The voices of Tax Policy Center's researchers and staff
As TaxVox readers know by now, House Republicans now require the Joint Committee on Taxation and the Congressional Budget Office to include macroeconomic effects when they produce budget scores of major bills. The GOP hoped this would show that tax cuts would generate so much new economic activity that they’d lose much less revenue than traditional budget scoring suggests.
But two recent episodes suggest that dynamic scoring may disappoint even its strongest admirers.
In the first, the Tax Foundation, which advocates for tax cuts, dynamically scored the latest proposal by senators Marco Rubio (R-FL) and Mike Lee (R-UT). The Rubio-Lee plan includes, among other things, major cuts in corporate and individual tax rates, repeal of taxes on capital gains and other investment income, and big new incentives for business investment.
In other words, the plan was specifically intended to boost economic growth. But the Tax Foundation found that it would still lose $1.7 trillion over the next 10 years—the all-important budget window upon which tax bills must be scored. Add in interest costs, and it would increase the debt by $2.3 trillion.
Over time, the fiscal consequences would be different, according to the Tax Foundation. Using its own model, the group concluded that the Rubio-Lee bill would raise revenue by about $94 billion in Year 10 and then increase receipts by a steady 0.5 percent of Gross Domestic Product thereafter.
Even the 10-year score looks much better than a traditional static estimate, which shows an increase of more than $4 trillion in the debt, according to the Tax Foundation model. But it still blows a huge hole in federal finances.
The Tax Foundation assumed no offsetting tax hikes or spending cuts. If Congress did pay for the tax cuts in some way, the effects on growth--and thus revenues--would change in complicated and uncertain ways.
There are other important technical questions about the Tax Foundation model, especially regarding its assumptions about how responsive labor and capital investment are to tax changes. But even assuming that investment is extremely sensitive to these modifications (CBO and many outside economists think the effects are much weaker), the plan still scores as a huge revenue loser over the first decade.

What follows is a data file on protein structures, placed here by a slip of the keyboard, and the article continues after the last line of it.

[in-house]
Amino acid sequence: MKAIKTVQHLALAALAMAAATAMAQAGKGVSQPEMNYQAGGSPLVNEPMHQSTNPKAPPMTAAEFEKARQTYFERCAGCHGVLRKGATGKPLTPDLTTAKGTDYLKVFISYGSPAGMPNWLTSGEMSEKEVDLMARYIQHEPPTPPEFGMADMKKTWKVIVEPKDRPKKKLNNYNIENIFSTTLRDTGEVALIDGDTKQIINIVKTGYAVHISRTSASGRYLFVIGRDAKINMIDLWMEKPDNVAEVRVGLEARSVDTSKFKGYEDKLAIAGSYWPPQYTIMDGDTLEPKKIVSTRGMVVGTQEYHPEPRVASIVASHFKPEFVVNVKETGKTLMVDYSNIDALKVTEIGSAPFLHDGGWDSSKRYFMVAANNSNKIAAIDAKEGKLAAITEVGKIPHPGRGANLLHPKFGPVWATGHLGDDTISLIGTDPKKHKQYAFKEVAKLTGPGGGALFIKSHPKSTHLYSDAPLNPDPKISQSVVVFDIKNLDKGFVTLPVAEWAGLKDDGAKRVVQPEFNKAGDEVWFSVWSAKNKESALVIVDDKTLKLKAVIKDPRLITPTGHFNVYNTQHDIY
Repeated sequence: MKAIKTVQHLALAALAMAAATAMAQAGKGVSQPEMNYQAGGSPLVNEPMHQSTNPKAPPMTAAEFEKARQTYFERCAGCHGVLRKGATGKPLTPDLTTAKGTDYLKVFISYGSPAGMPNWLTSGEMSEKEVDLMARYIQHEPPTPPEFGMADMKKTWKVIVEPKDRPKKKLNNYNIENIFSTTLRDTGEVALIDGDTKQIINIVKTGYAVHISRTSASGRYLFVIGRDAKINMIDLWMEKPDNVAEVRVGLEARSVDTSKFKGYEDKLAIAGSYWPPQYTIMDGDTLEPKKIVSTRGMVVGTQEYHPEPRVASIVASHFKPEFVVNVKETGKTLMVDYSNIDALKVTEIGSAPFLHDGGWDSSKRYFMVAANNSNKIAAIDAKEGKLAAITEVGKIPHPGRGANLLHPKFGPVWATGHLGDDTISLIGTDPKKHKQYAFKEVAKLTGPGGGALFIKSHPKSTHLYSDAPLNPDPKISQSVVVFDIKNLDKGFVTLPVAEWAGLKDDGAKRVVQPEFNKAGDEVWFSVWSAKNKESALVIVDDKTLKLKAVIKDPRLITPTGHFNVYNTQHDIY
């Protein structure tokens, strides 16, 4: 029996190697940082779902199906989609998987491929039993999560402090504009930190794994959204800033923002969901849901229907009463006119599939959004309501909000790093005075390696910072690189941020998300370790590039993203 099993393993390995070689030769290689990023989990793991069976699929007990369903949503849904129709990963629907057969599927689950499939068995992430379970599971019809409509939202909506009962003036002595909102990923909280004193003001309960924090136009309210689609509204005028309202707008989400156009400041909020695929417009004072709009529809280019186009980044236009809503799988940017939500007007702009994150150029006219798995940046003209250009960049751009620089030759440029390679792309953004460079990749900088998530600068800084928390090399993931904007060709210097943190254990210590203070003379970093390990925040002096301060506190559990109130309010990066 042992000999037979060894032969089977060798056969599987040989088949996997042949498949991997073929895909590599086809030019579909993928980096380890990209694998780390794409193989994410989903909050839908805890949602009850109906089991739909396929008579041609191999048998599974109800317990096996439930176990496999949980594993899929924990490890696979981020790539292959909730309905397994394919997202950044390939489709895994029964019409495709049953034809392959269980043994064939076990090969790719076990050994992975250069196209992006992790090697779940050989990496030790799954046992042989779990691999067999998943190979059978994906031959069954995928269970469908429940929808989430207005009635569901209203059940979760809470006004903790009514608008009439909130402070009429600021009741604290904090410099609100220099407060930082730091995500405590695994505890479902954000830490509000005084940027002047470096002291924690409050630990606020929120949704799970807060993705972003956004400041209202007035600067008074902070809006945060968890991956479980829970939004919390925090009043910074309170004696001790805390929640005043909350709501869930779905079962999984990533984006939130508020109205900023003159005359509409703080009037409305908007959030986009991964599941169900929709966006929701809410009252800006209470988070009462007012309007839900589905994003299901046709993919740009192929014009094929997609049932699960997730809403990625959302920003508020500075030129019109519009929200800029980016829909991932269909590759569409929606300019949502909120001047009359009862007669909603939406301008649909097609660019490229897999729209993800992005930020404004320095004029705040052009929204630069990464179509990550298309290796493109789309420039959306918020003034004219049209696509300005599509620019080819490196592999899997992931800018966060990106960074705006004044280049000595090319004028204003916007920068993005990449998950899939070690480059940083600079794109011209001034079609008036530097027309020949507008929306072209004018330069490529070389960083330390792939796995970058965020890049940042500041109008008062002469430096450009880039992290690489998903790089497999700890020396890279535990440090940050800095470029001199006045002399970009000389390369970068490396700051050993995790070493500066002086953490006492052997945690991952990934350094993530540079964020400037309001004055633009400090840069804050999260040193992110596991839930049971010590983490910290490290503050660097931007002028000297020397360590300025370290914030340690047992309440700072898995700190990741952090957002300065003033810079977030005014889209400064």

The other instructive story comes from the fate of a House Republican plan to restore and make permanent a now-expired measure to subsidize business capital purchases. Called bonus depreciation, it would allow firms to deduct half the cost of equipment in the year it is acquired. Before the House passed this last year, the Joint Committee on Taxation estimated it would add $287 billion to the debt over 11 years (yes, it scored the plan over 11 years, instead of 10).
That’s enough to trigger the dynamic scoring rule and, according to a nice piece by Aaron Lorenzo of Bloomberg-BNA Daily Tax Report (paywall), that prospect may have scuttled the measure in the House.
The problem is that JCT already did an experimental dynamic analysis of last year’s bill and found only a very small long-run increase in business capital that could offset some of the revenue loss, though most benefits would probably occur outside the all-important budget window.
And that’s a big problem. Until now, Democrats have insisted that any permanent restoration of tax subsidies such as bonus depreciation be paid for. Republicans argued that wouldn’t be necessary once Congress takes into account those growth effects. But if the measure still adds to 10-year deficits even under dynamic scoring….
Rep. Dave Reichert (R-WA), a strong backer of the measure, told Aaron that the problem could sink the measure. “I think that places a question mark over that bill,” Reichert lamented.
As we continue to debate the costs and benefits of dynamic scoring, keep these lessons in mind: Including macroeconomic effects in budget scores may not be the panacea its supporters hope.
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